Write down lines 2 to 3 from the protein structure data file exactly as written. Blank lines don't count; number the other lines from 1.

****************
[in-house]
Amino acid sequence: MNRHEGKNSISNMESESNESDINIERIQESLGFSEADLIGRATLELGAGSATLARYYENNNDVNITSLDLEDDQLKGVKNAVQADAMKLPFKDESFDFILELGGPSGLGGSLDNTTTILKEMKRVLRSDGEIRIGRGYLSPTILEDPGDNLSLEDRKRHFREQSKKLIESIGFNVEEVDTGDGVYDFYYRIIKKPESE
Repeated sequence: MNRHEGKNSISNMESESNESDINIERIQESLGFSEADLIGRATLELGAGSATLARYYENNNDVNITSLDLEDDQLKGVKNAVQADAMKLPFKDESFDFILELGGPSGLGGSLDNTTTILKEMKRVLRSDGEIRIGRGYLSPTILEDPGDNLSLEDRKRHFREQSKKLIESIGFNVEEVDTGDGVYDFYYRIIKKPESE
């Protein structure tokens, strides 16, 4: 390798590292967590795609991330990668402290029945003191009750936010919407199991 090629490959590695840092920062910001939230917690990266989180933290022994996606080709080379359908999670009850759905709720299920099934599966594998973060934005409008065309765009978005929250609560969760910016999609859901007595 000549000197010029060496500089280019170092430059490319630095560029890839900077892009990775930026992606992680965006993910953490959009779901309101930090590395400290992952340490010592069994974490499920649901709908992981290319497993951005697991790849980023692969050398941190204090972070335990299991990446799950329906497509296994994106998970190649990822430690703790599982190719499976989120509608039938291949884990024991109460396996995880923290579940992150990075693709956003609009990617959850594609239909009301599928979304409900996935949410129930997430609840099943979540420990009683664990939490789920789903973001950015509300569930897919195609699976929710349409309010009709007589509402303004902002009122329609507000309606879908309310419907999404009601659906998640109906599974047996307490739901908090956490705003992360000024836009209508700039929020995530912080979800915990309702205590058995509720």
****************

Amino acid sequence: MNRHEGKNSISNMESESNESDINIERIQESLGFSEADLIGRATLELGAGSATLARYYENNNDVNITSLDLEDDQLKGVKNAVQADAMKLPFKDESFDFILELGGPSGLGGSLDNTTTILKEMKRVLRSDGEIRIGRGYLSPTILEDPGDNLSLEDRKRHFREQSKKLIESIGFNVEEVDTGDGVYDFYYRIIKKPESE
Repeated sequence: MNRHEGKNSISNMESESNESDINIERIQESLGFSEADLIGRATLELGAGSATLARYYENNNDVNITSLDLEDDQLKGVKNAVQADAMKLPFKDESFDFILELGGPSGLGGSLDNTTTILKEMKRVLRSDGEIRIGRGYLSPTILEDPGDNLSLEDRKRHFREQSKKLIESIGFNVEEVDTGDGVYDFYYRIIKKPESE